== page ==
We won’t know until June whether the Court decides to grant this dangerous religious freedom to all for-profit businesses. We can, however, make speculations based on how the oral argument proceeded. Unfortunately, as SCOTUSblog’s Lyle Denniston reports, “The ultimate outcome… will depend on how Justice Kennedy makes up his mind” because “there was very little doubt where the other eight Justices would wind up: split four to four.” And it seems that Justice Kennedy enjoyed his position as Perennial Swing Vote more than usual during the Hobby Lobby and Conestoga oral argument, supporting both sides of the two cases. At one point, he “worried over the plight of female workers, and he suggested that their interests could be protected with little cost to their employers.” But then Justice Kennedy “worried over the plight of corporations owned by families opposed to abortion and he implied that forcing them to pay for it would be wrong.” Therefore, the fate of these cases lies in the hands of a man who has many times before been the swing vote in a case, and his unpredictability makes me nervous.

More predictable were the responses of Justices Sotomayor and Kagan, who pointed out, as I did above, that “if corporations gain an exemption from having to provide birth-control services for their female employees, then the next complaint would be about vaccinations, blood transfusions and a whole host of other medical and non-medical services that a company or its owners might find religiously objectionable” (from SCOTUSblog). Chief Justice Roberts and Justices Alito were similarly unsurprising in their challenge of the ACA’s far-reaching contraceptive mandate, questioning “the need for the contraceptive mandate in this context [of businesses with religious owners providing birth control coverage to their employees].” Justice Alito also took a stand for religious freedom, saying, “According to the media, Denmark recently prohibited kosher and halal slaughter methods because they believe that they are inhumane… Now, suppose Congress enacted something like that here. What would a corporation that is a kosher or halal slaughterhouse do? They would simply have no recourse whatsoever” (from a different SCOTUSblog report by Mark Walsh). Aside from his critique of the ACA’s contraceptive mandate, though, it is unclear how Chief Justice Roberts felt about the religious freedom argument, since he “suggested it was part of the ‘religious commitment’ of the Hobby Lobby owners ‘to provide health care for its employees.’”

Might Lyle Denniston be incorrect, then, in predicting that the Nine will split four (Chief Justice Roberts and Justices Scalia, Thomas and Alito) to four (Justices Ginsburg, Breyer, Sotomayor and Kagan) with Justice Kennedy in his swing vote position? It is true that Chief Justice Roberts voted to uphold the ACA in National Federation of Independent Business v. Sebelius, but he also was part of the majority that decided Citizens United v. FEC and created the idea that “businesses are people, too” in terms of campaign spending and free speech. Justice Kennedy was a part of that Citizens United majority, and he was the author of the decision, so he might rule in favor of the corporations in Hobby Lobby and Conestoga. On the other hand, he voted with the majority in Planned Parenthood v. Casey, which upheld the seminal abortion case Roe v. Wade, which might mean he would vote with the liberal justices. But that possibility seems increasingly less plausible because, as Ian Millhiser of ThinkProgress explains, Justice Kennedy “hasn’t cast a single pro-choice vote in an abortion case in the last 22 years.”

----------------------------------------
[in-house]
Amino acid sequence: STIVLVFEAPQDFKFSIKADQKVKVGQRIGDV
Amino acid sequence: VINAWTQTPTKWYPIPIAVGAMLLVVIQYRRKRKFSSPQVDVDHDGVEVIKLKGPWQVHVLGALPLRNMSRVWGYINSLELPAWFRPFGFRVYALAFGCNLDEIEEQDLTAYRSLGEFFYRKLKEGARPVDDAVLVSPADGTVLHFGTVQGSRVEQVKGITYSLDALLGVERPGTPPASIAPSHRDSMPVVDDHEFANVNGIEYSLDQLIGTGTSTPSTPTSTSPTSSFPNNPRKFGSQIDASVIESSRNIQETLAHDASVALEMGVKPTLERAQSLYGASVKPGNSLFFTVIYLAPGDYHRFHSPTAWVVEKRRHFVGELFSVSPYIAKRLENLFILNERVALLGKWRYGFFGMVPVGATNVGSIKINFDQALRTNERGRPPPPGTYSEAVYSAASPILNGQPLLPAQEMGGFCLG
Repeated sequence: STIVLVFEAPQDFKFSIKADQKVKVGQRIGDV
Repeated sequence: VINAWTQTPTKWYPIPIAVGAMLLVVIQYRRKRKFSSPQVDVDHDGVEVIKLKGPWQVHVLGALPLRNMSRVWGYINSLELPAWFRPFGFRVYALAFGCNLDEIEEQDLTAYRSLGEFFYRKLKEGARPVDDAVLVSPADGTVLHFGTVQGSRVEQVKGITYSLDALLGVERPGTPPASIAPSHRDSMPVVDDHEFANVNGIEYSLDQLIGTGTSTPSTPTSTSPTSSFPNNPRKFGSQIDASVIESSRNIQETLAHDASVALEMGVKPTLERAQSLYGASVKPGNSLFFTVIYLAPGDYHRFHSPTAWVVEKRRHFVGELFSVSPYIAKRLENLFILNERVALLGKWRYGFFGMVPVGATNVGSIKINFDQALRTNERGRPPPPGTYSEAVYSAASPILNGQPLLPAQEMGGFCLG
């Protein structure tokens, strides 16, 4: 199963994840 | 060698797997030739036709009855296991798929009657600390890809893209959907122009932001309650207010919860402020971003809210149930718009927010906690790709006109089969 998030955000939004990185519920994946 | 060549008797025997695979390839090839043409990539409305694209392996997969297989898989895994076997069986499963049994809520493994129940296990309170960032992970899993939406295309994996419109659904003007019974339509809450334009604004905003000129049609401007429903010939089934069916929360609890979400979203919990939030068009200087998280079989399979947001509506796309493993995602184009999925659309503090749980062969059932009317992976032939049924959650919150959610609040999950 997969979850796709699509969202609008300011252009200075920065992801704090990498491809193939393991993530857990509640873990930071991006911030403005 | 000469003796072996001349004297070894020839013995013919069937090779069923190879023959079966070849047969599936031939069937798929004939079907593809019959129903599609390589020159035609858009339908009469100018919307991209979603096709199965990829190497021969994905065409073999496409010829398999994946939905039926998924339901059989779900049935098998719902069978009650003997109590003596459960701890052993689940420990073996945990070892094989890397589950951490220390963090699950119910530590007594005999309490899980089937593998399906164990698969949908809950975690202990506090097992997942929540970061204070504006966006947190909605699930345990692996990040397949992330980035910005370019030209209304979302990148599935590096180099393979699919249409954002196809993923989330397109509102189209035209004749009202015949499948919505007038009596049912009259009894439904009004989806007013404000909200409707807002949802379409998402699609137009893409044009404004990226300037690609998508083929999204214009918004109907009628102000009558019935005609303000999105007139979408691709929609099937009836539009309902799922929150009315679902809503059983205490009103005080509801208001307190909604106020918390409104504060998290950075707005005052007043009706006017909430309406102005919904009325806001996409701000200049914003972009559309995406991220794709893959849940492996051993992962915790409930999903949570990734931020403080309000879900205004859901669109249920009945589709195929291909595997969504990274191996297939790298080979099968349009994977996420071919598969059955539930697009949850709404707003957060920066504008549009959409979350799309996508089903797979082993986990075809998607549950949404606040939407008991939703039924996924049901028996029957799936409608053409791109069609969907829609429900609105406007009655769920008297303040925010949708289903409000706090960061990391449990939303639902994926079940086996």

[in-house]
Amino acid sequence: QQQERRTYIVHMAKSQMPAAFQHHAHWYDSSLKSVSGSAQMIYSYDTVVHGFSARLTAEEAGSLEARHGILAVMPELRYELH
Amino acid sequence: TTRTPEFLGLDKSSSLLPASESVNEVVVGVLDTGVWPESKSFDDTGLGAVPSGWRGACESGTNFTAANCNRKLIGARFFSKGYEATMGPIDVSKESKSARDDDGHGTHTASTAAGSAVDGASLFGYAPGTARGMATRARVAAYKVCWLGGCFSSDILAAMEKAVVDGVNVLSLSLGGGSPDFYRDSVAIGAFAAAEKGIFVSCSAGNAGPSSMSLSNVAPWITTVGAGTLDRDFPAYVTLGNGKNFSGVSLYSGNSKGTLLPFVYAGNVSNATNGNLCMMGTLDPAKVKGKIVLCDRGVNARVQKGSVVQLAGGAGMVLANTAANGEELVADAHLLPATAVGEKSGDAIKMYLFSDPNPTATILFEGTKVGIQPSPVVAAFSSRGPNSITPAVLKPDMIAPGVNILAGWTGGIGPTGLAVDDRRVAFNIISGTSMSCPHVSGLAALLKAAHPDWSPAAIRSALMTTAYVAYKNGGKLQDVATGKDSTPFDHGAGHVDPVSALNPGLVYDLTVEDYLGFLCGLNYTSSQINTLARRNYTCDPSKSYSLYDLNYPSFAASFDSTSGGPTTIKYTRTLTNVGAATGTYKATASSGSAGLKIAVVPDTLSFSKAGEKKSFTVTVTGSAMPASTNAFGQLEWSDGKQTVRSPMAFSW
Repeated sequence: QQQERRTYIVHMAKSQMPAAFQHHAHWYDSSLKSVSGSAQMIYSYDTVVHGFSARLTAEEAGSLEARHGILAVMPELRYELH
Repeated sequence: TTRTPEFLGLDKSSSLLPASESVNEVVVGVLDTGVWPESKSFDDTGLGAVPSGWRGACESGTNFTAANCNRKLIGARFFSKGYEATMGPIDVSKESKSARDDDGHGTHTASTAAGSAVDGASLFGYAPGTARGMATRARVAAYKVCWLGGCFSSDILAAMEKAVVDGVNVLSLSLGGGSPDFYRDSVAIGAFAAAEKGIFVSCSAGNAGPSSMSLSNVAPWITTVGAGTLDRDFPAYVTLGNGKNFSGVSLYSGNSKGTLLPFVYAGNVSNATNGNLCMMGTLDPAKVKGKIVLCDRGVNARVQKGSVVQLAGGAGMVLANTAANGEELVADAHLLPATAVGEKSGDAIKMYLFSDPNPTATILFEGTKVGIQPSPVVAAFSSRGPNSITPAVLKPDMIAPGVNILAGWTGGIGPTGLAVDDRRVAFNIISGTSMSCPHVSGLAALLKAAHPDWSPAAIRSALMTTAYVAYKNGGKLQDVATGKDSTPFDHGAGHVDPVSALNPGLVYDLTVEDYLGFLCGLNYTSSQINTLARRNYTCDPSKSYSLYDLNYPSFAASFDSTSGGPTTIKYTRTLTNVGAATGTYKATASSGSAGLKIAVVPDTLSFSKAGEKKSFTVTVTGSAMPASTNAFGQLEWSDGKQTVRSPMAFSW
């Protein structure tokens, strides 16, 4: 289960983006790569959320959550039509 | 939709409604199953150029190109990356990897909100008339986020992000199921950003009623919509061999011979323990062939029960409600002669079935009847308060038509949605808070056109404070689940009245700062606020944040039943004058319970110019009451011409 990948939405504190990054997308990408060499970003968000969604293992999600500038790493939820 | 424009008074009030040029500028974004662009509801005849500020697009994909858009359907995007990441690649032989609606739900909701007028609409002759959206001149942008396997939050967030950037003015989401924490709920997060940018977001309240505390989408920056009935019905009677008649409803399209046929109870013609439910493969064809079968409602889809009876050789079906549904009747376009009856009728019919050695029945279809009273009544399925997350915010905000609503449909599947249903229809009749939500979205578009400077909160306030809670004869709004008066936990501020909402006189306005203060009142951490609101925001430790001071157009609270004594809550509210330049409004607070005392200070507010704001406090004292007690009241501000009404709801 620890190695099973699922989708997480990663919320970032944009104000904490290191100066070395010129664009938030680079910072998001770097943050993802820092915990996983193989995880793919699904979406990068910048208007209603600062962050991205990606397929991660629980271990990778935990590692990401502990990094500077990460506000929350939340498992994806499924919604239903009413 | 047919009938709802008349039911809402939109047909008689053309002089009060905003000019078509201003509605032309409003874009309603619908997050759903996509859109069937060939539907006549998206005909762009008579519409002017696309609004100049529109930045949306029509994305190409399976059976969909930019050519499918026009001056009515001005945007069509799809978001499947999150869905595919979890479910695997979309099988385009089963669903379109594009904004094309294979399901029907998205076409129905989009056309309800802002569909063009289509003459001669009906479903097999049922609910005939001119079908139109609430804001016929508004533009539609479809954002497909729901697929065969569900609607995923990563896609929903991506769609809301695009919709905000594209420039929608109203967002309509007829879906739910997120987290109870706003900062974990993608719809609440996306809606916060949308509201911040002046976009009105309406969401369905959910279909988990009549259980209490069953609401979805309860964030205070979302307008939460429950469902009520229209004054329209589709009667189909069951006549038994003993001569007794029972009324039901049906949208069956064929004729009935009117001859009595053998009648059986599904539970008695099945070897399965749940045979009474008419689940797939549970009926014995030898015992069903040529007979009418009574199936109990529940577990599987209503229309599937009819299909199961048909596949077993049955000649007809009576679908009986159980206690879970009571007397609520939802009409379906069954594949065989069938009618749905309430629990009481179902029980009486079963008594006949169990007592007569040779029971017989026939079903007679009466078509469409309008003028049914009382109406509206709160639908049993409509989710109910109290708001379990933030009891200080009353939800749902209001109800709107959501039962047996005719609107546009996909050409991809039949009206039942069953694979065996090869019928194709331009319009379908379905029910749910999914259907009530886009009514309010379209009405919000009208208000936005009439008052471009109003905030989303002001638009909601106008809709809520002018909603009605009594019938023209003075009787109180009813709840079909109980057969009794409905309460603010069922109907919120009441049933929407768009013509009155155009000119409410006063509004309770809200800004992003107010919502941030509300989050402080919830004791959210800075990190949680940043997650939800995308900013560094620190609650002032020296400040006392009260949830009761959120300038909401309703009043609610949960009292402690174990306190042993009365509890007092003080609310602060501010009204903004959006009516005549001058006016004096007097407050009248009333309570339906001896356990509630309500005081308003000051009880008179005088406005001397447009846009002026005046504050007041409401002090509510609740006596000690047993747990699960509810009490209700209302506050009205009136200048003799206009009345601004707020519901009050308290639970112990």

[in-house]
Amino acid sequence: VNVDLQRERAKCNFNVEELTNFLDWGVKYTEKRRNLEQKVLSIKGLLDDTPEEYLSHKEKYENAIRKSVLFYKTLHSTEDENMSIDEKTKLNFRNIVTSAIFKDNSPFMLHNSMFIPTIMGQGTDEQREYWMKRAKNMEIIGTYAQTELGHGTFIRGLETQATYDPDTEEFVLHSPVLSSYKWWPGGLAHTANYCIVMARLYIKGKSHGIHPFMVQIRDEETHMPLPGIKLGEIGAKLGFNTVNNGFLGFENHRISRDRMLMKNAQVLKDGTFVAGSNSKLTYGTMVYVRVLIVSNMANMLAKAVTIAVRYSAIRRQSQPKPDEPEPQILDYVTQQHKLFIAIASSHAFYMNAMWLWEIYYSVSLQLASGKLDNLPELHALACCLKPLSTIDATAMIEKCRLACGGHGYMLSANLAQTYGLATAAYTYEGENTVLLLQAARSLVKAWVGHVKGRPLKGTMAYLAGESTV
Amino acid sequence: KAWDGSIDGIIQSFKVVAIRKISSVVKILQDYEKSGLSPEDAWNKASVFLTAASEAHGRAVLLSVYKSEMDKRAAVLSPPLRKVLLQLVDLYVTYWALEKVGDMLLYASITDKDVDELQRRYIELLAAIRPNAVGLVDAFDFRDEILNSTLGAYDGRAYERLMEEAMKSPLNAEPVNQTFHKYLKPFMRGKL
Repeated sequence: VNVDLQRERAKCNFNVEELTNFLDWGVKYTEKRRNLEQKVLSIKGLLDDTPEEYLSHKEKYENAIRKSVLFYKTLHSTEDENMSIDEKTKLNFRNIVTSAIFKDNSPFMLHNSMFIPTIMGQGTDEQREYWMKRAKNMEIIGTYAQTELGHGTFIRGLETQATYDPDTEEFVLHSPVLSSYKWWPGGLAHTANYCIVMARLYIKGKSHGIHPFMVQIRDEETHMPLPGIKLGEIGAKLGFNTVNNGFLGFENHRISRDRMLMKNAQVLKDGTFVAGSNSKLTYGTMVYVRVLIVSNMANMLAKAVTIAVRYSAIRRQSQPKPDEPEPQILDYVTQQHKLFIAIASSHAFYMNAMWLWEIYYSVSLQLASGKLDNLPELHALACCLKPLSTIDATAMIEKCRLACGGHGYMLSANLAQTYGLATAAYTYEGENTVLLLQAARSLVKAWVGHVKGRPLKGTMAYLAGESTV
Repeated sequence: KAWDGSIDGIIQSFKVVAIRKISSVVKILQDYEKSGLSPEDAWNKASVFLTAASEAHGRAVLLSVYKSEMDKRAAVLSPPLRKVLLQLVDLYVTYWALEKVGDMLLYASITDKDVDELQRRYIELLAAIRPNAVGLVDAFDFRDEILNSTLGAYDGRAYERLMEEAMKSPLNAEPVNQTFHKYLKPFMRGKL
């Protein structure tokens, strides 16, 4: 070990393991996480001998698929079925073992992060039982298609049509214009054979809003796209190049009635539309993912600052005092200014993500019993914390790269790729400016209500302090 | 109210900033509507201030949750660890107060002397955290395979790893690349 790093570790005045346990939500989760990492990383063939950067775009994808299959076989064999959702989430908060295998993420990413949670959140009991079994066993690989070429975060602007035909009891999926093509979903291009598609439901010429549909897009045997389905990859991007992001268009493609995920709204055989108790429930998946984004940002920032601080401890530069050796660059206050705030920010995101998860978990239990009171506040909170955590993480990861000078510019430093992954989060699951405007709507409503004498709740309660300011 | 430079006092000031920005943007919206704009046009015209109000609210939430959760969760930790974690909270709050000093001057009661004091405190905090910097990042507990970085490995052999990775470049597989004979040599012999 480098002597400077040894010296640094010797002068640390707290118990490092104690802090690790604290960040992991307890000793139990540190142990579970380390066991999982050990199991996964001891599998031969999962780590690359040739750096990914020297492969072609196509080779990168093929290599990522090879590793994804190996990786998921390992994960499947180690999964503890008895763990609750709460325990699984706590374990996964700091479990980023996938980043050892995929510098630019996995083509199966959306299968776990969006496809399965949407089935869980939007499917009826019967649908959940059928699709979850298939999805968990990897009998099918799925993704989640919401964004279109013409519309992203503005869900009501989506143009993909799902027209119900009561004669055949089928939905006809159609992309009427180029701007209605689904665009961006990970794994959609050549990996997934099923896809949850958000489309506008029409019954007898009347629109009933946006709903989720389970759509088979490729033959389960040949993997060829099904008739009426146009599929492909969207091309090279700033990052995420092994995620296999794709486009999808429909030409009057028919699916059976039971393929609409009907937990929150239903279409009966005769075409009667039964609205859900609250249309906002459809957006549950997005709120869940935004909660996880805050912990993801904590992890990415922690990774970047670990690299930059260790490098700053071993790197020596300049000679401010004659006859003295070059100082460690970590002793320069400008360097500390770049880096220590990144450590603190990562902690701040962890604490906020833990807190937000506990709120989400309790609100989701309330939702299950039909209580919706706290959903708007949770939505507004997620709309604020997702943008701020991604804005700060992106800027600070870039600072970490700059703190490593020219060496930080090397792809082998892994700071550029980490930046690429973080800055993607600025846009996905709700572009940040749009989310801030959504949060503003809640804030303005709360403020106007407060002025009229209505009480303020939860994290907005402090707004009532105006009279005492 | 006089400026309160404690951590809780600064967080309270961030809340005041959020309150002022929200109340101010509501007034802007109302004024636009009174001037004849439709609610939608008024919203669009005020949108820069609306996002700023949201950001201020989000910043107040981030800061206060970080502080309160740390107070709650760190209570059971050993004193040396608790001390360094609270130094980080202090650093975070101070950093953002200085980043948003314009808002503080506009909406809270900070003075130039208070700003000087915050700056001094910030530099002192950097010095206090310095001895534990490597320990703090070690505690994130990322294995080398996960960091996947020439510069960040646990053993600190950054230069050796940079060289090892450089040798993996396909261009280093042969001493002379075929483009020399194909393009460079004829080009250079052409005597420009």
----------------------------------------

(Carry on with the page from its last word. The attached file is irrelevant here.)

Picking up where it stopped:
As everything stands after the oral argument, it seems that the for-profit businesses will be the winners in Hobby Lobby and Conestoga. But I’ll leave you to make that decision for yourself—check out various accounts of the oral argument at ThinkProgressPolitico, the Wall Street JournalNew Republic, the New York Times and any of SCOTUSblog’s three different sources (herehere and here). Happy reading, and may the religious freedom odds be ever in your business’ favor… or not.

About the Author

Lena Barsky hails from Arlington, VA and is a Classics concentrator who graduated in 2014. When not translating the works of Vergil and Ovid, she spends her time keeping tabs on all things judiciary. Her primary areas of interest are the Fourteenth Amendment, questions of federalism, immigration, and combating domestic violence and sexual assault. Ruth Bader Ginsburg is an idol of hers, and her favorite opinions to read are those written by Justice Robert Jackson. Her hobbies include performing in various ensembles on the clarinet, reading anything and everything she can get her hands on, swing dancing, and fighting for women’s rights.